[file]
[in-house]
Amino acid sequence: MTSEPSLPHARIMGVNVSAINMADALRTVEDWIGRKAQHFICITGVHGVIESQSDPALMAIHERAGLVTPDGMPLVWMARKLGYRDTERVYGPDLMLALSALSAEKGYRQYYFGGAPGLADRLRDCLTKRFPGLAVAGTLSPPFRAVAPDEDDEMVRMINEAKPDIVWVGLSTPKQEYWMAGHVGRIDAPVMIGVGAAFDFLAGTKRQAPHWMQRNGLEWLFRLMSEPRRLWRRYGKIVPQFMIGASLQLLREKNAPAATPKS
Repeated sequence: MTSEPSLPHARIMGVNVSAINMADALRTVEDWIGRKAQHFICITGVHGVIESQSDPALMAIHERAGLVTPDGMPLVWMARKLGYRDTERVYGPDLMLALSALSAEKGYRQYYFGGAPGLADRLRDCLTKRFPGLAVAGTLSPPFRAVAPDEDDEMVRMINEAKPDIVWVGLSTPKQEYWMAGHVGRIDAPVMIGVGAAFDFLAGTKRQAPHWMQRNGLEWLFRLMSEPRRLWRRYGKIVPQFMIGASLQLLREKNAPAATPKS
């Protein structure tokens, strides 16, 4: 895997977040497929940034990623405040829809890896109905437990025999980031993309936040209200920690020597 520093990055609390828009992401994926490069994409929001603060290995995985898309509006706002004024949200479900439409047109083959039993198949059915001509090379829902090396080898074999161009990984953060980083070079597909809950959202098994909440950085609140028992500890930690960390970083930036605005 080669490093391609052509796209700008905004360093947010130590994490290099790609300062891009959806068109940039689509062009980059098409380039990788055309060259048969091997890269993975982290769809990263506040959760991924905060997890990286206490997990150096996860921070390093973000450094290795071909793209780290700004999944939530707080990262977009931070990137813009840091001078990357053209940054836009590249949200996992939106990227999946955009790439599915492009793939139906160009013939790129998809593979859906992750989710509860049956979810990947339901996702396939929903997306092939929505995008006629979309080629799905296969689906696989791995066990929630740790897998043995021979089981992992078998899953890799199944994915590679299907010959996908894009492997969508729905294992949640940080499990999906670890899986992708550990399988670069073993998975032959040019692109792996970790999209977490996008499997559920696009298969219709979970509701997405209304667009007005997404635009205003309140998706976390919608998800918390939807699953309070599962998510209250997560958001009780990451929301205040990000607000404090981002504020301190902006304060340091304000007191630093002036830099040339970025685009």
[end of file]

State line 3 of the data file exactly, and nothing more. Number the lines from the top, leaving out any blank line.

Repeated sequence: MTSEPSLPHARIMGVNVSAINMADALRTVEDWIGRKAQHFICITGVHGVIESQSDPALMAIHERAGLVTPDGMPLVWMARKLGYRDTERVYGPDLMLALSALSAEKGYRQYYFGGAPGLADRLRDCLTKRFPGLAVAGTLSPPFRAVAPDEDDEMVRMINEAKPDIVWVGLSTPKQEYWMAGHVGRIDAPVMIGVGAAFDFLAGTKRQAPHWMQRNGLEWLFRLMSEPRRLWRRYGKIVPQFMIGASLQLLREKNAPAATPKS